Tofu Soup Anyone?

Japan has always been on the list of places I would like to explore.  I have to say it was everything I imagined and more.  Like any destination it’s the local culture and the people that gives a destination its identity and Japan is a perfect example of this. The people are so welcoming, friendly and courteous.  We think of us Kiwis being great hosts to our tourists but the Japanese take it to a new level.

I flew on Singapore airlines via Singapore and into Osaka.  As usual Singapore airlines deliver fantastic service on board. 

We arrived in Osaka on the same afternoon that a cyclone had passed through but the debris had already been tidied up and business had resumed as usual.  A short drive, via the Asahi beer factory where we sampled the fine produce, to Kyoto which is a lovely city.  The temple of the gold pavilion and Heian Shrine were incredible and very tranquil.  While in Kyoto I tried my hand at local crafts such as the Yutzen technique of hand dying kimonos along with visiting a Japanese cooking school where we made our own Japanese delicacies.  We also took in a local theme park where many Japanese TV shows and Ninja movies are filmed.  It was fantastic, the ninja show was a highlight.  

Later in Kyoto we were lucky enough to have Geisha perform a traditional Japanese dance learning about the history and story behind it.  A walk around Gion, the famous Geisha district, showed us just how Japan tries to maintain traditions in today’s society.  It was an interesting mix of culture in a modern city. 


On the road again we travelled into the Japanese alps to our next destination Takayama.  Wow, we experienced traffic big time.  It turns out the Bon Festival, which is celebrated in Japan every year, is happening while we are here.  The Bon festival is a Buddhist festival celebrating the spirits of family who have passed away and return to spend three days with the family.  People travel back to their hometown to spend time with their extended Family and the amily spirits before the spirits return to heaven.  Everyone travels so it is a big traffic day.  A really welcome break was visiting the stunning Shirakawa region.  Now a Unesco world heritage site this peaceful area set amongst the mountains has the most beautiful thatched houses unique to this area of Japan.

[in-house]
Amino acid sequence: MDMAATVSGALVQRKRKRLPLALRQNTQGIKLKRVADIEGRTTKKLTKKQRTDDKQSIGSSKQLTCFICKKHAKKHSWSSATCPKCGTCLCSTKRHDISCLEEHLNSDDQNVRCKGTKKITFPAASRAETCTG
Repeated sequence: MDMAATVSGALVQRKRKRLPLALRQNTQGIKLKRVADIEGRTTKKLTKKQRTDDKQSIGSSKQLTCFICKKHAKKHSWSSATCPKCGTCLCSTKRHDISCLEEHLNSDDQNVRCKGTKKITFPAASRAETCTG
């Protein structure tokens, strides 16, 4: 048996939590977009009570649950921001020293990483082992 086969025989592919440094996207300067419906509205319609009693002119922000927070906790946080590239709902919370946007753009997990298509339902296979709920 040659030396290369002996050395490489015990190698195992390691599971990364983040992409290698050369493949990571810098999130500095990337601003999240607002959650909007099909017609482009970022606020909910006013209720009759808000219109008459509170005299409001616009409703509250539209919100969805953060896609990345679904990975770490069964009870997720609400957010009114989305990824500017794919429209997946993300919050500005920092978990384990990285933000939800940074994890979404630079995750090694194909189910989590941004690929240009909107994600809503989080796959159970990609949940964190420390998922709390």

Takayama is known for its natural hot springs and is a popular holiday resort for locals to enjoy the scenery and hot springs.  We enjoyed the jinbei (Japanese style casual clothes), the sake breweries and of course another Japanese favourite – Karaoke!  Luckily we had the Karaoke place to ourselves because I think our singing efforts would have scared most people away.

Takayama Jinya a former government office during the Edo period 1692-1868 was another amazing insight to Japanese culture and history.  The buildings were incredible and showed how the area would have been governed.  Everything from tax in the form of rice to the punishments handed down to criminals.  The torture room was a real eye opener.  I would not have wanted to be a prisoner in those days that’s for sure!

Time to hit the road again and join the traffic jams.  Goodbye Takayama and hello Mt Fuji.  On the way we visited the famous Matsumoto Castle set as a gateway to the Alps.  Its stunning gardens and architecture complete with its own moat stands proudly in the middle of town. It is a hugely popular castle for visitors.